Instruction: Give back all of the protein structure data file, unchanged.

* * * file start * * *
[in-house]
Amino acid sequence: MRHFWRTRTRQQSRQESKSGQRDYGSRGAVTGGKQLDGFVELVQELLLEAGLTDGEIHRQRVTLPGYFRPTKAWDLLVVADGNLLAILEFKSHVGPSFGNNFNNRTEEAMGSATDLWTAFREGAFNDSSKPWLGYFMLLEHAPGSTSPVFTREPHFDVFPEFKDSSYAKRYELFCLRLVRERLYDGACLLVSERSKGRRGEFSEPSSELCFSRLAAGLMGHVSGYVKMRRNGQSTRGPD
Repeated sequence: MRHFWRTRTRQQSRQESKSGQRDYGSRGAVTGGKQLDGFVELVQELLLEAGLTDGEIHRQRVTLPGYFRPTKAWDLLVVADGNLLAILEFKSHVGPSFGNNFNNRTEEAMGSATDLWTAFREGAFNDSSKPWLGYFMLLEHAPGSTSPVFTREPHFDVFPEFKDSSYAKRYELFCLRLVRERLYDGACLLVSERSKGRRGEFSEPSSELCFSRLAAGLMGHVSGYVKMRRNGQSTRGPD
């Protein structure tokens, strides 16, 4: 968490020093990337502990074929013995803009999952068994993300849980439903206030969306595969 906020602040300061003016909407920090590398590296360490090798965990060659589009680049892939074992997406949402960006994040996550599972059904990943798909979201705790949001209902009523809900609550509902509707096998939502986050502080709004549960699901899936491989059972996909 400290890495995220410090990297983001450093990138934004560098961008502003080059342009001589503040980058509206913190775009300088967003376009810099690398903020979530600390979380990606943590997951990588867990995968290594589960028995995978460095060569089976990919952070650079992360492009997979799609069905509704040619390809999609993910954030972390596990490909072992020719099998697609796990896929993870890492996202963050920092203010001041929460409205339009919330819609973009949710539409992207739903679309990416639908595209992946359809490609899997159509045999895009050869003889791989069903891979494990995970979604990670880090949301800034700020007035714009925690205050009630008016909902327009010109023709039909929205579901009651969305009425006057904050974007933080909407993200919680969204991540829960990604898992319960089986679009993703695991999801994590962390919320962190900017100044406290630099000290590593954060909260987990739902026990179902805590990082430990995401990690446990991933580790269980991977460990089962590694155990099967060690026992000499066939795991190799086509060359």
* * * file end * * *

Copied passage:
[in-house]
Amino acid sequence: MRHFWRTRTRQQSRQESKSGQRDYGSRGAVTGGKQLDGFVELVQELLLEAGLTDGEIHRQRVTLPGYFRPTKAWDLLVVADGNLLAILEFKSHVGPSFGNNFNNRTEEAMGSATDLWTAFREGAFNDSSKPWLGYFMLLEHAPGSTSPVFTREPHFDVFPEFKDSSYAKRYELFCLRLVRERLYDGACLLVSERSKGRRGEFSEPSSELCFSRLAAGLMGHVSGYVKMRRNGQSTRGPD
Repeated sequence: MRHFWRTRTRQQSRQESKSGQRDYGSRGAVTGGKQLDGFVELVQELLLEAGLTDGEIHRQRVTLPGYFRPTKAWDLLVVADGNLLAILEFKSHVGPSFGNNFNNRTEEAMGSATDLWTAFREGAFNDSSKPWLGYFMLLEHAPGSTSPVFTREPHFDVFPEFKDSSYAKRYELFCLRLVRERLYDGACLLVSERSKGRRGEFSEPSSELCFSRLAAGLMGHVSGYVKMRRNGQSTRGPD
């Protein structure tokens, strides 16, 4: 968490020093990337502990074929013995803009999952068994993300849980439903206030969306595969 906020602040300061003016909407920090590398590296360490090798965990060659589009680049892939074992997406949402960006994040996550599972059904990943798909979201705790949001209902009523809900609550509902509707096998939502986050502080709004549960699901899936491989059972996909 400290890495995220410090990297983001450093990138934004560098961008502003080059342009001589503040980058509206913190775009300088967003376009810099690398903020979530600390979380990606943590997951990588867990995968290594589960028995995978460095060569089976990919952070650079992360492009997979799609069905509704040619390809999609993910954030972390596990490909072992020719099998697609796990896929993870890492996202963050920092203010001041929460409205339009919330819609973009949710539409992207739903679309990416639908595209992946359809490609899997159509045999895009050869003889791989069903891979494990995970979604990670880090949301800034700020007035714009925690205050009630008016909902327009010109023709039909929205579901009651969305009425006057904050974007933080909407993200919680969204991540829960990604898992319960089986679009993703695991999801994590962390919320962190900017100044406290630099000290590593954060909260987990739902026990179902805590990082430990995401990690446990991933580790269980991977460990089962590694155990099967060690026992000499066939795991190799086509060359």